Where the Water Tastes Like Wine Postmortem Paints a Bleak Picture of Indie Development

Kenneth ShepardApr 2, 2018
Where the Water Tastes Like Wine Post Mortem Paints a Bleak Picture of Indie Development

In a postmortem for adventure game Where the Water Tastes Like Wine, lead developer Johnnemann Nordhagen has painted a bleak picture about the game’s commercial performance, as well as the viability for games like it in the current market.

According to Nordhagen, the game sold less than his number of Twitter followers, which as of this writing sits at 4,466, a figure he calls a “disaster.” Due to the poor sales of the game, Nordhagen says he’s made no money from it since it launched at the end of February.

“At the end of the day it’s astounding that a game that got this much attention from the press, that won awards, that had an all-star cast of writers and performers, that had a bizarre celebrity guest appearance(!) failed this hard. It scares me,” Nordhangen says.

At the end of the postmortem, Nordhangen said he plans to continue developing games in the independent space, but won’t depend on it for income, a statement he says “should be worrying for anyone in the indie games industry.”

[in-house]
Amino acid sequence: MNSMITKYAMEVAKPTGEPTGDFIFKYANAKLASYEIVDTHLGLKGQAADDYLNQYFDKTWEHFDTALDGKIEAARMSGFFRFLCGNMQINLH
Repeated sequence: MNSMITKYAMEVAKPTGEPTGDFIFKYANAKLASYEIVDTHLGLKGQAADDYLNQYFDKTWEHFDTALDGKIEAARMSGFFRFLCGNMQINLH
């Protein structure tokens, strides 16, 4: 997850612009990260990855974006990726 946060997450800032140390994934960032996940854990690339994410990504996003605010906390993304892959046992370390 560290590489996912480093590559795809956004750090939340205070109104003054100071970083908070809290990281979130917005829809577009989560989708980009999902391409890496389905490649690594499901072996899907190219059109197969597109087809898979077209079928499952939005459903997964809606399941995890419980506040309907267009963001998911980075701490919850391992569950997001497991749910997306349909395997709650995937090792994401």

WTWTLW could have been a non-commercial game, but it would have had to be very different,” Nordhagen says. “It would be far less polished, it wouldn’t have had the collaborators that it did, I could not have paid people who couldn’t afford to work for revenue share or for the love of the game (thus, I fear, cutting out some of the most valuable voices that this game was a platform for). I could have developed it as a side project, but it took me 4 years as is. Basically, I’m not sure that games like this one can continue to be made in the current market.”

Despite this, Nordhangen ended on an optimistic note for creative independent projects while clarifying that it is still a risky market for those willing to take the leap.

“That doesn’t mean no one will make experimental games, or work with diverse collaborators,” Nordhangen says. “You can just have a look at the front page of Itch.io to see the variety of fantastic projects that are being created every day. I have faith that some projects of small indie studios will continue to be successful — if they can take the risk.”

Where the Water Tastes Like Wine is available now on PC, Mac, and Linux. Prior to Where the Water Tastes Like Wine, Nordhagen worked on Gone Home and Bioshock 2.


Liked this article and want to read more like it? Check out more of Kenneth Shepard’s reviews, such as Life is Strange: Before the Storm’s bonus episode, and find out why Kenneth thinks Danganronpa V3’s ending makes a polarizing case for letting the series go!

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